And monetization aside, sharing APIs with outsiders can expose one company’s services to a partner’s customers and increase the range of innovators building news apps with the digital assets behind the APIs. Even if the APIs are not monetized, this can lead to new use cases in the present and new revenue opportunities in the future, as the most popular of these use cases emerge. Any developer may build the next big thing, noted AccuWeather CTO Chris Patty, whose company offers not only a fully-featured paid version of its API, which provides access to weather data, but also a more basic free version.
4. Activate data and inject intelligence into business processes
APIs not only help enterprises share their valuable digital assets among internal teams and with third parties but also let enterprises connect their digital assets to external APIs that provide much-needed capabilities, such as machine learning services running in the cloud.
A company may have servers upon servers of data but little expertise in machine learning, for example—but by putting the data behind an API and connecting it to third-party machine learning services, those organizations can still begin deriving cutting-edge insights, even as they more slowly develop their internal machine learning competencies. Likewise, by putting APIs in front of legacy systems, enterprises can more easily migrate those systems to the cloud and connect them with cloud-native services.
Modern digital business processes and experiences are largely composed of software from multiple companies, with APIs connecting data and functionality from one organization with data and functionality from another in order to create new experiences or efficiencies. This ecosystem-centric approach means businesses can often focus on digitizing their core competencies while relying on technology partners for many of the other pieces needed to bring those competencies to market.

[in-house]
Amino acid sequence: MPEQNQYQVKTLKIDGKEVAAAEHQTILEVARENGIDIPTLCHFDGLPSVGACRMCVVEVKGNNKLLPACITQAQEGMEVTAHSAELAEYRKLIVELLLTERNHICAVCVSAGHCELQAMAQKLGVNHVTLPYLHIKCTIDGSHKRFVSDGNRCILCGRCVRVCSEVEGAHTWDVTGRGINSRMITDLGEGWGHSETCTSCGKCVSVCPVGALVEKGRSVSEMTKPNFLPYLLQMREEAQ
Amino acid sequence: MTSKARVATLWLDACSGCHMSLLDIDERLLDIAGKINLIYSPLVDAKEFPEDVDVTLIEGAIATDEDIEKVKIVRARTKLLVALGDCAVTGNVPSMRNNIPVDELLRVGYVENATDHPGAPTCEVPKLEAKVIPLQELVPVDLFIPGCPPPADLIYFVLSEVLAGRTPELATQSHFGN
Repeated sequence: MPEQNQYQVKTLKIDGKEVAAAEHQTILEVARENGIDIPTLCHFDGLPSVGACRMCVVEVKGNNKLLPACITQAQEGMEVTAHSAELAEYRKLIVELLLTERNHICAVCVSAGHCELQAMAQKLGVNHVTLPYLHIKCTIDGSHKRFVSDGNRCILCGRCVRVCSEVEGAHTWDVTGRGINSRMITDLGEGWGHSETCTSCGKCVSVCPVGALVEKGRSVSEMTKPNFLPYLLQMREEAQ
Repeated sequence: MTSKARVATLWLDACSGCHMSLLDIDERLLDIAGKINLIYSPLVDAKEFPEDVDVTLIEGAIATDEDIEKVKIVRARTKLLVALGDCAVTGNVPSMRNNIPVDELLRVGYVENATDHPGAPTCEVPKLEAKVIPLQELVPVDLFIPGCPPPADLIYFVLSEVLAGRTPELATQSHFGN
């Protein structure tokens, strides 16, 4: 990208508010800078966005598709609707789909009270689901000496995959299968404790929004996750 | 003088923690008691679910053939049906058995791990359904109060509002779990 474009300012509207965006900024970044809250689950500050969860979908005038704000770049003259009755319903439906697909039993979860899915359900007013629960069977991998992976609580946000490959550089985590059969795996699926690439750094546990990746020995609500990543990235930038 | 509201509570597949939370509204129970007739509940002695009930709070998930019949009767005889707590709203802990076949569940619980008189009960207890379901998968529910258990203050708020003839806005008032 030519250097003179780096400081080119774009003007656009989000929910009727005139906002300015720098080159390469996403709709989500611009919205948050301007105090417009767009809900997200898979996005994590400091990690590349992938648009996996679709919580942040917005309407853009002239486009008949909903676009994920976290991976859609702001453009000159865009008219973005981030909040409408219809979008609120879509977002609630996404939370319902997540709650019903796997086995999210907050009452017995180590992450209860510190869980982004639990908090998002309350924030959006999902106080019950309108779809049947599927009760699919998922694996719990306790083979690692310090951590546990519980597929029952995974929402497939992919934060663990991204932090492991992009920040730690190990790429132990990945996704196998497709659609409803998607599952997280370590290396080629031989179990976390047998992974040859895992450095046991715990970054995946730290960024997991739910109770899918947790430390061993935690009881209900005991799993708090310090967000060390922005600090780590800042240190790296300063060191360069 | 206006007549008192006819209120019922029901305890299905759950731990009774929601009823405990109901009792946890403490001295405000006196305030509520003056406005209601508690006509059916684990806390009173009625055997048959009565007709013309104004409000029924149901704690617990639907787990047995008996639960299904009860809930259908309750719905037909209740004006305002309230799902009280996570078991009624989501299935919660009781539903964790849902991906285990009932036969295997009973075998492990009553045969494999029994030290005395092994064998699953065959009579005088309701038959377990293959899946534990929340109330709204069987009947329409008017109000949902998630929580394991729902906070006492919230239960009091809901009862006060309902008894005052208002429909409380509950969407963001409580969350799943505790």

5. Improve resiliency and futureproofing
Because APIs allow valuable data and functionality to be reused and combined with other APIs for different use cases, they inject modularity and composability into IT systems—which can in turn create resiliency and futureproofing.
If a partner goes out of business, for example, replacing that partner doesn’t have to involve disruptive months of complicated integration planning with a replacement so much as swapping out one partner’s APIs for another’s. Likewise, if customers start expecting many features of touch-first mobile experiences to be accessible via voice interfaces, accommodating this demand doesn’t need to require a top-to-bottom overhaul so much as connecting the APIs beneath the touch interface to APIs that power voice interfaces.
The right technology enablers help enterprises get the most from their APIs
An API-first strategy treats the API not as middleware but as a software product that empowers developers, enables partnerships, and accelerates innovation—a big shift from integration-first operations in which APIs are typically created and then forgotten.
Possessing APIs is only part of the equation. If a company is going to share valuable digital assets with outsiders, it needs API management tools to:
- apply security protections, such as authentication and authorization
- protect assets from malicious attacks
- monitor digital services to ensure availability and high performance
- measure and track usage of the assets
An API gateway is a good starting point that lets a business secure and manage the APIs it shares. More advanced capabilities, however, may require a full lifecycle API management platform, which should provide not only basic gateway functionality but also lifecycle management tools, mechanisms to make APIs available as API products via self-service portals, more granular security protections, monetization options, granular usage analytics to help the business understand how its APIs are being used, and rich capabilities for API abuse prevention and API Ops.
With the right tools in place, APIs can unlock incredible business opportunities—which is a reason for every enterprise to aspire to be API-first!